From an organisational perspective it can be easy to jump to the conclusion that there are many benefits of coordination across external and internal audit; after all, both have the term ‘audit’ in the title and therefore must naturally do similar tasks, meaning that significant duplication must exist, this is quite simply not true.

The external auditor’s duties, rights and obligations are governed by statute. In the UK these are set out in the Companies Act 2006 Part 16, Chapters 1 to 7. The core purpose is to carry out sufficient work to enable them to express an independent opinion to the members upon a set of the financial statements and whether these show a true and fair view. The format of reporting their audit opinion is prescribed in standards.

Whereas internal audit is an independent, objective assurance and consulting activity designed to add value and improve an organisation's operations. It helps an organisation accomplish its objectives by bringing a systematic, disciplined approach to evaluate and improve the effectiveness of risk management, control, and governance processes. There is freedom over the format, wording and approach to reporting.

Unlike external audit, the role and responsibilities of internal audit are not governed by statute; compliance with the professional standards is good practice, but, voluntary other than in regulated sectors where annotated versions such as the Public Sector Internal Audit Standards (PSIAS) exist.

You can see that external audit is limited in scope and by its very nature looking at the past; whereas in contrast the scope of internal audit may be much wider, is not defined by statute and arguably more proactive, concerned with the future, looking to improve and offer new insight. In essence internal audit will mean many different things, to many different organisations, depending upon the sectors in which they operate.

The above is limited to external and internal audit; the external auditor is only likely to place reliance upon the work of internal audit, not other assurance providers, however, the same is not necessarily true of internal audit. The Chief Internal Audit (CIA) may identify other sources of assurance beyond just that of external audit; these may be used by the CIA in accordance with Standard 2050 Coordination & Reliance.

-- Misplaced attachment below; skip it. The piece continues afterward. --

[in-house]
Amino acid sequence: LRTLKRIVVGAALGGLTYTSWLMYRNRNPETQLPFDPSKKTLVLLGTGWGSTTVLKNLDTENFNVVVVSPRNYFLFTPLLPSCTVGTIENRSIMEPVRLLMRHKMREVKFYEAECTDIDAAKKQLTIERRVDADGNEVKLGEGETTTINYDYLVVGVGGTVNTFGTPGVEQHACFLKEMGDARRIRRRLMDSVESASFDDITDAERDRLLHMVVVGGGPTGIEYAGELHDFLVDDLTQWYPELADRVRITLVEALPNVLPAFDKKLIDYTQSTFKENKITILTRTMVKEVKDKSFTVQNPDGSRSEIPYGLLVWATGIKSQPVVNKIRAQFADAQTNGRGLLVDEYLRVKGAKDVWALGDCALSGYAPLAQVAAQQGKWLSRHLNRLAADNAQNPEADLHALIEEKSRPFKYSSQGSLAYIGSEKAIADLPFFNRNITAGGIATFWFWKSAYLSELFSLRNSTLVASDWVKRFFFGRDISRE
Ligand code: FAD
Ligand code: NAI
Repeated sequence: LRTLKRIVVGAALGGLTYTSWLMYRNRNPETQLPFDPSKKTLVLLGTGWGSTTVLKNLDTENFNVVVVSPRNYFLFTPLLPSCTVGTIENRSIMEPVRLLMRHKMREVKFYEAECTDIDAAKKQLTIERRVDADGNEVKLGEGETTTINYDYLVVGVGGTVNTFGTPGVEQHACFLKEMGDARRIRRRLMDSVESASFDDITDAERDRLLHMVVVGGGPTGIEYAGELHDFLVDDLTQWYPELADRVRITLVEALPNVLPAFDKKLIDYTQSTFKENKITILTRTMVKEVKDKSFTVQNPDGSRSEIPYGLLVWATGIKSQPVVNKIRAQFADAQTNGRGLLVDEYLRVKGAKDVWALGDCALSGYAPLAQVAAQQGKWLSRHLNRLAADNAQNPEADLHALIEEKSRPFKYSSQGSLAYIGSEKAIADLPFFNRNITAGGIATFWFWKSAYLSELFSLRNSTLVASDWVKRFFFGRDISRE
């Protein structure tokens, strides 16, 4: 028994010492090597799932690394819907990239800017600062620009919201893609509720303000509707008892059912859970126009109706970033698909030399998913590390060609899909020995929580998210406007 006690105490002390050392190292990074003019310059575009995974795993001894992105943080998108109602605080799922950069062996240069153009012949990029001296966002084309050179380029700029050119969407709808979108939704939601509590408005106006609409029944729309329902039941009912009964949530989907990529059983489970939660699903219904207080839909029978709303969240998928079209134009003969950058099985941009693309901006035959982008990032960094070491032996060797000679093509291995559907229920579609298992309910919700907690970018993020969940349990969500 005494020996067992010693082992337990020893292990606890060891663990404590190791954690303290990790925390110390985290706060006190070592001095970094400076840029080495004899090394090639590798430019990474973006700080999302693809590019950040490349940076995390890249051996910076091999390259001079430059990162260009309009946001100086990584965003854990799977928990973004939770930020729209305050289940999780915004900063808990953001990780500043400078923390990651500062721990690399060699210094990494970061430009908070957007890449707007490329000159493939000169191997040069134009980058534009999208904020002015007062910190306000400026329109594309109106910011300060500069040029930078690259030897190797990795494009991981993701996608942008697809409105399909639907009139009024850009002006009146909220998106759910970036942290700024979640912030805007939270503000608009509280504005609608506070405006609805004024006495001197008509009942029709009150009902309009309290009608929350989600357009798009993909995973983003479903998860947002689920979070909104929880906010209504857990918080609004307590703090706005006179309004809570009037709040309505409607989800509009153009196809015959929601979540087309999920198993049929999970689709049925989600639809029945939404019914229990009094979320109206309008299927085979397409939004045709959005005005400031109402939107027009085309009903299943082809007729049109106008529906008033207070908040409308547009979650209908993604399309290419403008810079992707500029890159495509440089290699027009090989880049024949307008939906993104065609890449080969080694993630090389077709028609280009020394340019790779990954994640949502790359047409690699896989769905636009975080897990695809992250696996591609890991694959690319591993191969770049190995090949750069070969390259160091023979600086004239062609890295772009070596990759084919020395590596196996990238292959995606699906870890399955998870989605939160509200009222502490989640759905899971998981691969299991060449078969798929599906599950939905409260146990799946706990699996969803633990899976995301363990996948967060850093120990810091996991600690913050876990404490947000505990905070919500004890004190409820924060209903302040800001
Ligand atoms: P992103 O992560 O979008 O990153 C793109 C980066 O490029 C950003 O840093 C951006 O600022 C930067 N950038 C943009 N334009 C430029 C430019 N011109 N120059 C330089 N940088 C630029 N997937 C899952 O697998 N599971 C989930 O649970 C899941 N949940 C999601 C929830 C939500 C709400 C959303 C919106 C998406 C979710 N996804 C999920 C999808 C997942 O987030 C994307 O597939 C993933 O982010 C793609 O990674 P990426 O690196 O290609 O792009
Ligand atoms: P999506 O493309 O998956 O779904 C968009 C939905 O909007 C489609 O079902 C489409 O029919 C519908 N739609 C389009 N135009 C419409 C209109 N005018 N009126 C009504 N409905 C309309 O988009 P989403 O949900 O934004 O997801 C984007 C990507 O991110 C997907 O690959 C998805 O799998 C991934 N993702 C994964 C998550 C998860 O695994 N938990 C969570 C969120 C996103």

Traditionally many think of external audit placing reliance upon internal audit, however, in reality due to its non regulated status and greater flexibility it is increasingly the internal auditor who is placing reliance upon other assurance sources when planning the best use of its own defined resources.

However, putting aside the inherent differences what are the potential benefits of coordination?

  • audit efficiency based on a clear understanding of respective audit roles and requirements;
  • informed scope reducing organisational audit ‘burden’ resulting in less distraction to the day job; 
  • avoiding potential timing clashes and exacerbating the audit ‘burden’;
  • more informed dialogue on organisational risk improving the focus of audit effort and consequently the value to Executive, Board and other stakeholders; and
  • better coordinated internal and external audit activity based upon wider intelligence; informing future work, resulting in more targeted audit scope, delivering improved efficiency or value.

The limitations of ISA 610 (UK) on directed assurance must be observed; however, these do not prevent cooperation and exchange of audit intelligence which will benefit the associated quality of end-products.

The specific benefits, and the scale to which they could be achieved, will vary by organisation.

Whenever pursuing such benefits the organisation and respective audit teams should remain mindful of the cost vs. benefit; for example there may be a historic perception that the external auditor is placing reliance upon the work of internal audit and therefore an internal audit is repeatedly performed each year, however, the reality based upon the standards with which external audit must comply may mean that it places very limited or no reliance upon it, depending upon their own risk assessment and functional due diligence in accordance with Standard 610.

However, flip this and the internal auditor’s risk assessment and planned audit work may recognise that the organisation receives adequate assurance from regulated external audit work over significant costs within the financial statements such as Payroll; the internal audit is not mandated to perform the same extent of due diligence and will take comfort that external audit is regulated, therefore may use this to inform the direction and priority of resources. However, the extent and scope of an internal audit within this area may extend beyond that which the external auditor performs to form an opinion over the material accuracy of the value within the financial statements; therefore, whilst assured over the value, there may still be benefit in the internal auditor reviewing from an efficiency, economy and effectiveness perspective.

One thing does remain true regardless of the various activities and sources of assurance across an organisation; the potential value of cooperation is only achieved where auditors communicate with each other, share intelligence and importantly use that intelligence to inform and refine their own activities.